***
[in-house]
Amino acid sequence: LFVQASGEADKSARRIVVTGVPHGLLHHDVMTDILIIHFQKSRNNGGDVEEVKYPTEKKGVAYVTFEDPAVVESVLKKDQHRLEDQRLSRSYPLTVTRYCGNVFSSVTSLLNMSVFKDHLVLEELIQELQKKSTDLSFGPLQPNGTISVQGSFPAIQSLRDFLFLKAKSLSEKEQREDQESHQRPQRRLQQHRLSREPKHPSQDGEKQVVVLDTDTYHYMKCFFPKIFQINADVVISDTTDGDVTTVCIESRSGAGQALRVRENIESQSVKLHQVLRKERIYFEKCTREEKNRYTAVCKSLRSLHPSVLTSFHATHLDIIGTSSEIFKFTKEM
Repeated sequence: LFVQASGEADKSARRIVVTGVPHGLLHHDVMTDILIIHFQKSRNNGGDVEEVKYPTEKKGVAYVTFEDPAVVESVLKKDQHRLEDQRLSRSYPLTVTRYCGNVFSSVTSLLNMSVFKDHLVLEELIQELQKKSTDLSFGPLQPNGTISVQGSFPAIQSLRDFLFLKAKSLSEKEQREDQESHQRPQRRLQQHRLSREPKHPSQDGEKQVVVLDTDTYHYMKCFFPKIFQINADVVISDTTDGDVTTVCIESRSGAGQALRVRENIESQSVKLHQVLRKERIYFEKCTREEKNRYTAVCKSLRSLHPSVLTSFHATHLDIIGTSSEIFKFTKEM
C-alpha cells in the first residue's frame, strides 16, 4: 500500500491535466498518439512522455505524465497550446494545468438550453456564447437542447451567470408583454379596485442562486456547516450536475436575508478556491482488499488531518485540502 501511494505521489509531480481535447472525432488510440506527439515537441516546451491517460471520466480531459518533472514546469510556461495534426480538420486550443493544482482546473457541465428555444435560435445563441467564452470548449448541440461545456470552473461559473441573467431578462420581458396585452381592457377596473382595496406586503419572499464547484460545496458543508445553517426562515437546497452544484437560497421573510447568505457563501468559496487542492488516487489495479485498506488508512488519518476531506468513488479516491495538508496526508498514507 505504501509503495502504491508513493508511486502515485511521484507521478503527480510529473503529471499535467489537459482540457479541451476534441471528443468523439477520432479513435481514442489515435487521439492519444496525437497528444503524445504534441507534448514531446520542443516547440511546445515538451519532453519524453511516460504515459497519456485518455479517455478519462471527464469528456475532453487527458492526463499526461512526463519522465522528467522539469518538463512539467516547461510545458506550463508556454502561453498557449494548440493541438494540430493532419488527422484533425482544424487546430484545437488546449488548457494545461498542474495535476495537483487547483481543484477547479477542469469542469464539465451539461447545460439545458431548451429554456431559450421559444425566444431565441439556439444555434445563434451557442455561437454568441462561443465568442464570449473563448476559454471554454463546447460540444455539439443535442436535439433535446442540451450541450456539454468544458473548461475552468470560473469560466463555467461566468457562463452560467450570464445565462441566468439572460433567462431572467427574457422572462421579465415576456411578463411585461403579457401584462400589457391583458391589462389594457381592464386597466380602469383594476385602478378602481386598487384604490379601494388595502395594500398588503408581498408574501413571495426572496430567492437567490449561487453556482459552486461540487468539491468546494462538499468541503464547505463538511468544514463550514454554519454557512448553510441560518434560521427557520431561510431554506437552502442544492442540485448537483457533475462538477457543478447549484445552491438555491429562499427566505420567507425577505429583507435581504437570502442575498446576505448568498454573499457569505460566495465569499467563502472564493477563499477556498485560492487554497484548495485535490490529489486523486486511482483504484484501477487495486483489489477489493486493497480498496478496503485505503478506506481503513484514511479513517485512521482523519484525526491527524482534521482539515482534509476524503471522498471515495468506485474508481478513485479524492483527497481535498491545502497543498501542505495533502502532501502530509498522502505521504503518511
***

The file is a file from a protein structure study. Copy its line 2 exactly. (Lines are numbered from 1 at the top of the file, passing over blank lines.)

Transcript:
Amino acid sequence: LFVQASGEADKSARRIVVTGVPHGLLHHDVMTDILIIHFQKSRNNGGDVEEVKYPTEKKGVAYVTFEDPAVVESVLKKDQHRLEDQRLSRSYPLTVTRYCGNVFSSVTSLLNMSVFKDHLVLEELIQELQKKSTDLSFGPLQPNGTISVQGSFPAIQSLRDFLFLKAKSLSEKEQREDQESHQRPQRRLQQHRLSREPKHPSQDGEKQVVVLDTDTYHYMKCFFPKIFQINADVVISDTTDGDVTTVCIESRSGAGQALRVRENIESQSVKLHQVLRKERIYFEKCTREEKNRYTAVCKSLRSLHPSVLTSFHATHLDIIGTSSEIFKFTKEM